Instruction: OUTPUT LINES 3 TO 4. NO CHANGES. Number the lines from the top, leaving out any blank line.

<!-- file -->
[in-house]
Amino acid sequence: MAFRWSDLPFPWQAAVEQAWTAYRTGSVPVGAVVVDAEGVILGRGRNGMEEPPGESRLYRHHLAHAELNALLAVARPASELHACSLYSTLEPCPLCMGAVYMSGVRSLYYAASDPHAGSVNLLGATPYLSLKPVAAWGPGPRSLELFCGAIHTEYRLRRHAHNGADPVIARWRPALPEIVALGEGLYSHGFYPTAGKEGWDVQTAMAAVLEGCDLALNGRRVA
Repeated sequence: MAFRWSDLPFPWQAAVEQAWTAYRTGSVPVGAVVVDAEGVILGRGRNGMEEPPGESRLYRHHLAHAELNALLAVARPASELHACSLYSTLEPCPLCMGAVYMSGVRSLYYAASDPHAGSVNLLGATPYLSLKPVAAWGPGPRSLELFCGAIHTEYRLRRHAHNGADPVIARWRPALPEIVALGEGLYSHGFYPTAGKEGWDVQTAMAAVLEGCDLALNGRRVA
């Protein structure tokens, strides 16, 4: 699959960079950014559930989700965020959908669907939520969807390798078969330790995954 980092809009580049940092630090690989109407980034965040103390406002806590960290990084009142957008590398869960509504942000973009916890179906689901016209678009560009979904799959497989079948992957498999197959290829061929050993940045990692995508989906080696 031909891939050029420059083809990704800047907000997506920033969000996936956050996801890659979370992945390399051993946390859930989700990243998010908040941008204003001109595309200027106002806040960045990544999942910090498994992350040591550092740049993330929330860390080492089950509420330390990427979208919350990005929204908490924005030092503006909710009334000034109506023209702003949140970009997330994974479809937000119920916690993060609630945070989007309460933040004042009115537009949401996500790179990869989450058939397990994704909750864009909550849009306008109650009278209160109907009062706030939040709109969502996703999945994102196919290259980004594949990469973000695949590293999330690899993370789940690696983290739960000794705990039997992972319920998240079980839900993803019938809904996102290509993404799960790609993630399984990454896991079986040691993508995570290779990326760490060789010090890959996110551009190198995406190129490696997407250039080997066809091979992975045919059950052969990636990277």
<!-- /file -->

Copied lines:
Repeated sequence: MAFRWSDLPFPWQAAVEQAWTAYRTGSVPVGAVVVDAEGVILGRGRNGMEEPPGESRLYRHHLAHAELNALLAVARPASELHACSLYSTLEPCPLCMGAVYMSGVRSLYYAASDPHAGSVNLLGATPYLSLKPVAAWGPGPRSLELFCGAIHTEYRLRRHAHNGADPVIARWRPALPEIVALGEGLYSHGFYPTAGKEGWDVQTAMAAVLEGCDLALNGRRVA
């Protein structure tokens, strides 16, 4: 699959960079950014559930989700965020959908669907939520969807390798078969330790995954 980092809009580049940092630090690989109407980034965040103390406002806590960290990084009142957008590398869960509504942000973009916890179906689901016209678009560009979904799959497989079948992957498999197959290829061929050993940045990692995508989906080696 031909891939050029420059083809990704800047907000997506920033969000996936956050996801890659979370992945390399051993946390859930989700990243998010908040941008204003001109595309200027106002806040960045990544999942910090498994992350040591550092740049993330929330860390080492089950509420330390990427979208919350990005929204908490924005030092503006909710009334000034109506023209702003949140970009997330994974479809937000119920916690993060609630945070989007309460933040004042009115537009949401996500790179990869989450058939397990994704909750864009909550849009306008109650009278209160109907009062706030939040709109969502996703999945994102196919290259980004594949990469973000695949590293999330690899993370789940690696983290739960000794705990039997992972319920998240079980839900993803019938809904996102290509993404799960790609993630399984990454896991079986040691993508995570290779990326760490060789010090890959996110551009190198995406190129490696997407250039080997066809091979992975045919059950052969990636990277």